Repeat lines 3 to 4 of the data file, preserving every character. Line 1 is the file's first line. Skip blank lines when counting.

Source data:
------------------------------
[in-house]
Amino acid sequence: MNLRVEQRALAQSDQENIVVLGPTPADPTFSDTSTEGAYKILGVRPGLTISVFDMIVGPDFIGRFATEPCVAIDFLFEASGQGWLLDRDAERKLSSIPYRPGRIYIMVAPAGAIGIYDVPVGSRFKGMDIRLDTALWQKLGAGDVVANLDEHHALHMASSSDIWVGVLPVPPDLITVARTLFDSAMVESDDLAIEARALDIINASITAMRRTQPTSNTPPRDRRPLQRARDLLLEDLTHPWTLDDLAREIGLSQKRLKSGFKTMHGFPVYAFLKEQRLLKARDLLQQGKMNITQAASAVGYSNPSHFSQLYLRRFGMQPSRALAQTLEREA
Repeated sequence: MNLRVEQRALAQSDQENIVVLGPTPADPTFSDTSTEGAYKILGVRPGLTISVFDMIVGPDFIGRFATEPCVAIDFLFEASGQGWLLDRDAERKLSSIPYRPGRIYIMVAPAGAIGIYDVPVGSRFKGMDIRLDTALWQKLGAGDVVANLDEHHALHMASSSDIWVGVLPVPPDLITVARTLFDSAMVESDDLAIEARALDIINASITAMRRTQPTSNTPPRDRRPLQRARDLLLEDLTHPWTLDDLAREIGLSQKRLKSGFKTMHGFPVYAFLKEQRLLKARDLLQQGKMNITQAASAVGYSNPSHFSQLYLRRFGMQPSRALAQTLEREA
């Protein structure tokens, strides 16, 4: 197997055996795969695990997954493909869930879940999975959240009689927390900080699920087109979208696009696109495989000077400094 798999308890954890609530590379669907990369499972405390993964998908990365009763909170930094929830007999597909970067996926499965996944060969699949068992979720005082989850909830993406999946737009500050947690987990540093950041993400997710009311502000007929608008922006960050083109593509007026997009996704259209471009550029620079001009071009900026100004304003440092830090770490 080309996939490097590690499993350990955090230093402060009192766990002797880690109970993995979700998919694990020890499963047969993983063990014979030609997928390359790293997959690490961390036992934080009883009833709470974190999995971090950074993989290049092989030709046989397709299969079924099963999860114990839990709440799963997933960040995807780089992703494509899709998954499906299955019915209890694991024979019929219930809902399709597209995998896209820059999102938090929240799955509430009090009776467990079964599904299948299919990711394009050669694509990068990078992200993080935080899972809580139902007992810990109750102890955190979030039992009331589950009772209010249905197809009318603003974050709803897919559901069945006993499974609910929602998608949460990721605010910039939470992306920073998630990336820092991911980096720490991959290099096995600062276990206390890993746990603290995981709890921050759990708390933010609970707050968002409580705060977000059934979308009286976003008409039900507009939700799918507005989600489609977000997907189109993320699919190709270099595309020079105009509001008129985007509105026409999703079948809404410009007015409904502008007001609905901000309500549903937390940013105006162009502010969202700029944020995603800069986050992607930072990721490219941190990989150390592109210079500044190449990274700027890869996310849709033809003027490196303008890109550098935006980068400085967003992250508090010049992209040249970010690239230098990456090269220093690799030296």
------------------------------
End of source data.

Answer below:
Repeated sequence: MNLRVEQRALAQSDQENIVVLGPTPADPTFSDTSTEGAYKILGVRPGLTISVFDMIVGPDFIGRFATEPCVAIDFLFEASGQGWLLDRDAERKLSSIPYRPGRIYIMVAPAGAIGIYDVPVGSRFKGMDIRLDTALWQKLGAGDVVANLDEHHALHMASSSDIWVGVLPVPPDLITVARTLFDSAMVESDDLAIEARALDIINASITAMRRTQPTSNTPPRDRRPLQRARDLLLEDLTHPWTLDDLAREIGLSQKRLKSGFKTMHGFPVYAFLKEQRLLKARDLLQQGKMNITQAASAVGYSNPSHFSQLYLRRFGMQPSRALAQTLEREA
């Protein structure tokens, strides 16, 4: 197997055996795969695990997954493909869930879940999975959240009689927390900080699920087109979208696009696109495989000077400094 798999308890954890609530590379669907990369499972405390993964998908990365009763909170930094929830007999597909970067996926499965996944060969699949068992979720005082989850909830993406999946737009500050947690987990540093950041993400997710009311502000007929608008922006960050083109593509007026997009996704259209471009550029620079001009071009900026100004304003440092830090770490 080309996939490097590690499993350990955090230093402060009192766990002797880690109970993995979700998919694990020890499963047969993983063990014979030609997928390359790293997959690490961390036992934080009883009833709470974190999995971090950074993989290049092989030709046989397709299969079924099963999860114990839990709440799963997933960040995807780089992703494509899709998954499906299955019915209890694991024979019929219930809902399709597209995998896209820059999102938090929240799955509430009090009776467990079964599904299948299919990711394009050669694509990068990078992200993080935080899972809580139902007992810990109750102890955190979030039992009331589950009772209010249905197809009318603003974050709803897919559901069945006993499974609910929602998608949460990721605010910039939470992306920073998630990336820092991911980096720490991959290099096995600062276990206390890993746990603290995981709890921050759990708390933010609970707050968002409580705060977000059934979308009286976003008409039900507009939700799918507005989600489609977000997907189109993320699919190709270099595309020079105009509001008129985007509105026409999703079948809404410009007015409904502008007001609905901000309500549903937390940013105006162009502010969202700029944020995603800069986050992607930072990721490219941190990989150390592109210079500044190449990274700027890869996310849709033809003027490196303008890109550098935006980068400085967003992250508090010049992209040249970010690239230098990456090269220093690799030296």